Taxpayers' bailout money for AIG bonuses has rightfully provoked a massive backlash against AIG, Wall Street, President Barack Obama and his economic advisers, Treasury Secretary Timothy Geithner and Larry Summers. The U.S. public now owns 80 percent of AIG. The outrage is bipartisan: Iowa Republican Sen. Charles Grassley even suggested that AIG executives "resign or go commit suicide." New York State Attorney General Andrew Cuomo just released details on the bonuses, exposing AIG's ridiculous claim that they are "retention bonuses" aimed at keeping key employees, since 11 of those who received bonuses of $1 million or more are no longer employed by AIG.
These AIG millionaires may need to return their unearned millions (Congress may pass a tax law aimed just at them, taxing their bonuses at 100 percent). But will the outrage help those who have been hardest hit by the economic meltdown? Will the hundreds of millions of dollars in various stimulus packages and bailouts find its way to regular people who are trying to get by, or will it go only to corporations deemed "too big to fail," leaving behind millions of people who are, apparently, small enough to fail?
The Center for Social Inclusion has just issued a report on the economic meltdown and how best to solve the problem. It links race to the lack of opportunity and to the prevalence of the notorious subprime mortgages that triggered the economic crisis.
CSI Executive Director Maya Wiley told me, "We have to stimulate equality in order to stimulate the economy." Access to education, transportation, housing and a clean environment give people a firm footing to respond to crisis and to succeed. Noting that "shovel-ready" stimulus jobs in construction will disproportionately favor those who are already in that industry, predominantly white males, Wiley is pushing for "community benefits agreements for construction jobs [that] ensure when the government has construction contracts, low-income people, people of color, women, are going to have their fair share of those jobs." Since people of color are more likely to live far from available jobs and are less likely to have cars, Wiley says, "we must ensure that the way transportation dollars get spent go to transit ... to connect people who need jobs to the places where there are jobs."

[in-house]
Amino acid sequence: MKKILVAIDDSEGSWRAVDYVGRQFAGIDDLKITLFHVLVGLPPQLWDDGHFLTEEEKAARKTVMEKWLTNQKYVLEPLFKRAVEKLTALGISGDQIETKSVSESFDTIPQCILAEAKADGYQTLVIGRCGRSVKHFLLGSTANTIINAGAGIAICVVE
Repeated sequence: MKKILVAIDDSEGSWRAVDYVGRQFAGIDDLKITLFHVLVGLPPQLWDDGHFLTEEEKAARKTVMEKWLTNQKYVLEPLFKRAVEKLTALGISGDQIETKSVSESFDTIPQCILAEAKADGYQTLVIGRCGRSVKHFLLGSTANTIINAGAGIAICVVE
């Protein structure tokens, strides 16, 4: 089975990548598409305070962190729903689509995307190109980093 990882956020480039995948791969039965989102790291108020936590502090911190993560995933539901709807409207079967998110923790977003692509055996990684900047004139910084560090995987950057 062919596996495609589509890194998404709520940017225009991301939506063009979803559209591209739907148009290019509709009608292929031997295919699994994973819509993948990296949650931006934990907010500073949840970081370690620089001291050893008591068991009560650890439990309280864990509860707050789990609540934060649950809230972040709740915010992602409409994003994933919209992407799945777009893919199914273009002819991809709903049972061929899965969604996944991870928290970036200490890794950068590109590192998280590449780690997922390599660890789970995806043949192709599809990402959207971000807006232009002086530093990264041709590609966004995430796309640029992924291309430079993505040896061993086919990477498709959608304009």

The group United for a Fair Economy also highlights the racial wealth divide, noting that "24 percent of blacks and 21 percent of Latinos are in poverty, versus 8 percent of whites. In the corporate world, we are seeing the highest executive pay and the biggest bailouts in history. CEO pay is 344 times that of the average worker."
Prevailing wisdom posits that freeing up credit will save the economy, thus these huge banks need hundreds of billions of dollars in taxpayer bailouts. But the crisis was initially caused by defaults on subprime mortgages. One option at the outset would have been to support the distressed homeowners, helping them avoid foreclosure. Wiley points out that "35 percent of subprime mortgage holders were actually eligible for prime-rate loans. ... Most of those were people of color ... communities of color did not have fair access to credit."
The banks and the mortgage lenders pushed bad loans on poor and minority borrowers. The NAACP has just filed lawsuits against Wells Fargo and HSBC, alleging "systematic, institutionalized racism in subprime home mortgage lending."
The banks bundled the bad loans into securities and sold them, then created derivatives based on these securities that are impossible to understand, let alone value. AIG insured the investment banks against potential losses from these complex derivatives. The U.S. Treasury bailed out the banks along with AIG. AIG then paid out tens of billions of its bailout money to the very large banks that already received billions in bailout funds: Bank of America and Goldman Sachs. Yet, despite the hundreds of billions being siphoned off by these megabanks, we are told that the credit market is still frozen. Many European banks also received funds this way, including Swiss bank UBS, which offers secret bank accounts that allow the richest Americans to avoid taxes. In effect, beleaguered U.S. taxpayers are bailing out wealthy U.S. tax dodgers.
Obama has surrounded himself with
financial advisers who are too cozy with Wall Street, like Summers and
Geithner. It's time to direct the stimulus to the people who need it,
to those whose tax dollars are funding it.
Denis Moynihan contributed research to this column.